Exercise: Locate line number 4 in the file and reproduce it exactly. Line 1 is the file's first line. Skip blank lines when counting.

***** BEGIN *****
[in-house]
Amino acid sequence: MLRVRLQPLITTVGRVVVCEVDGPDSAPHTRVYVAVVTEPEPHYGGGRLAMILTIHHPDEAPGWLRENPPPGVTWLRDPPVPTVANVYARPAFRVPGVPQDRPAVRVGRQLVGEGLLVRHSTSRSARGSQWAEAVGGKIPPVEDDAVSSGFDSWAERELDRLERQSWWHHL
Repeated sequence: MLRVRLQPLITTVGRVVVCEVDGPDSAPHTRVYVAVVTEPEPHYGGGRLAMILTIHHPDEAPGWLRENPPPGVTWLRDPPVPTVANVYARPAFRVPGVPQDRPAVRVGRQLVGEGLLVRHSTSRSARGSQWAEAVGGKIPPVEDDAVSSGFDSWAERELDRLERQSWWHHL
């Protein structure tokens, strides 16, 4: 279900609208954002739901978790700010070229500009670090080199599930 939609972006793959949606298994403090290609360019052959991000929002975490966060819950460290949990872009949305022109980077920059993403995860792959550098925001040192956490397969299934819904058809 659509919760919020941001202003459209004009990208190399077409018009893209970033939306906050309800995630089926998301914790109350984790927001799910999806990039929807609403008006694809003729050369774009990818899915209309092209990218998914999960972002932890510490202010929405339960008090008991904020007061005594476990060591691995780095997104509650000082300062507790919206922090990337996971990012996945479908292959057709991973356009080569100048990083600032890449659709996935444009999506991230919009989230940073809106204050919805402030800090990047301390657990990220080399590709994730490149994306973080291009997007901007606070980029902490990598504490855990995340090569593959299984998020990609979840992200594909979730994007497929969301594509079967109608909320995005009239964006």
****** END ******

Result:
């Protein structure tokens, strides 16, 4: 279900609208954002739901978790700010070229500009670090080199599930 939609972006793959949606298994403090290609360019052959991000929002975490966060819950460290949990872009949305022109980077920059993403995860792959550098925001040192956490397969299934819904058809 659509919760919020941001202003459209004009990208190399077409018009893209970033939306906050309800995630089926998301914790109350984790927001799910999806990039929807609403008006694809003729050369774009990818899915209309092209990218998914999960972002932890510490202010929405339960008090008991904020007061005594476990060591691995780095997104509650000082300062507790919206922090990337996971990012996945479908292959057709991973356009080569100048990083600032890449659709996935444009999506991230919009989230940073809106204050919805402030800090990047301390657990990220080399590709994730490149994306973080291009997007901007606070980029902490990598504490855990995340090569593959299984998020990609979840992200594909979730994007497929969301594509079967109608909320995005009239964006």